Fellow blogger Dimitri Rotov picked up recently on a previous post I’d made regarding my research methods prior to writing. Dimitri has been writing recently about “narrative strategies,” and I think he’s right on the money.
Regarding my previous post, I’d written about my personal desire to exhaust every source I can lay my hands on prior to writing on a subject (say, more often, for an article), and constructing the story from scratch. Dimitri likens my method to that which would also apply to a reader:
As readers, we make topics of interest “ours.” Once that happens, the attraction of narrative fades, its entertainment value falls away, and the idea that this form could transcend entertainment to deliver History becomes improbable.
For all those who tell me, “I came into this by reading Battle Cry,” let me suggest you are different. You escaped the pool, leaving many times your number wandering aimlessly through sludge.
Sentimental loyalty to an author in repayment for a good reading experience is misguided.
I think he’s right. If I’m reading one of Dimitri’s points correctly, it’s that the student must go far beyond popularism when it comes to history. And, the reader must constantly test the historian. Forget that McPherson, for example, is this or that. Or me. Or Eric Wittenberg. Or anyone else. When it comes to reading any new writing, give it the extreme bullshit test. Blunt and simplistic way of putting it, but I think you get the idea. And perhaps this is how, as another example, McPherson ran into a bit of a brouhaha over his endorsement of one of Dave Eicher’s tomes… and I’d also liken it to his endorsement of an even more festering pile by Tom Carhart. Even the McPhersons of the world would do well to learn the lessons that Dimitri is talking about.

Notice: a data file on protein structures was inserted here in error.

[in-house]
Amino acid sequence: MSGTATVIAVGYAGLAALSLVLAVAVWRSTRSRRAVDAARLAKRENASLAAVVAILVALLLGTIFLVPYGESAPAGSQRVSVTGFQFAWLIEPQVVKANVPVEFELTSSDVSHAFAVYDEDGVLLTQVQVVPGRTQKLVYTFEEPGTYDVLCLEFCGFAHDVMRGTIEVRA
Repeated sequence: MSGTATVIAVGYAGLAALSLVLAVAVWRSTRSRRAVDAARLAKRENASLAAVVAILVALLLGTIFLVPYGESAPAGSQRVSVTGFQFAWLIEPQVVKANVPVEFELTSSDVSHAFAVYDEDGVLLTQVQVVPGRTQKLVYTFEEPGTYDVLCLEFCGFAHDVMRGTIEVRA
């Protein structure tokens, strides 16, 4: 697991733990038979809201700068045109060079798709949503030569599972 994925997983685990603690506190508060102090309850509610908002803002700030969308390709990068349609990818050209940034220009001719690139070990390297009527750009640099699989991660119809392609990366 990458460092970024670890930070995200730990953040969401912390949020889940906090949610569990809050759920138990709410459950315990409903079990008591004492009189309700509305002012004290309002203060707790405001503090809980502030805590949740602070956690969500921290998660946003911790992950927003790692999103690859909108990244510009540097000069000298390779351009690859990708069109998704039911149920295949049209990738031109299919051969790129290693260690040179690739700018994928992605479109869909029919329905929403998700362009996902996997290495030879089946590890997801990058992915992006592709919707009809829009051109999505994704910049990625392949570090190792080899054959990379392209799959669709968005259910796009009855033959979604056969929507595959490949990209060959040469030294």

Back to the writing angle, it’s probably why I go to the lengths that I do prior to putting pen to paper (okay, fingers to keys). Honestly, I’ve turned down some projects simply because I knew I couldn’t devote the necessary time to getting to “know” the subject as well as I demand of myself, or the interest wasn’t there to begin with. When I previously posted that I only begin writing once I feel a topic is “mine,” I was describing a feeling that only hits me when it hits me.
The deeper I go into a topic – the more I disregard secondary sources. Secondary sources can be useful to getting an initial understanding of a subject or event – especially one with which I may not be very familiar – but they have to take a backseat to the primary sources the deeper I go. Let’s just take an example like the June 26, 1863 skirmish west of Gettysburg between Gordon’s Confederate brigade and Pennsylvania militia forces. Little has been written about it. You’ll find some secondary writings such as in Coddington, Nye, and some modern Gettysburg-specific tomes, but nothing too detailed. If you dig like hell, you’ll find the primary sources are there – as scant as they are. Then, I’ve found that the story changes a bit. This particular event is one that I’m feeling is becoming “mine,” one that I can easily write 6,000 words or more about, whereas previously it’s garnered perhaps a paragraph from others. But it’s already taken several months and a hand-dig to China with a plastic spoon just to get to the writing point.
It’s frustrating, irritating, time consuming, nerve-wracking, heartbreaking, and you often spin your wheels to get nowhere – sort of like marriage.
But boy, is it fun along the way. And in the end it’s so worth it you’ll take the road all over again.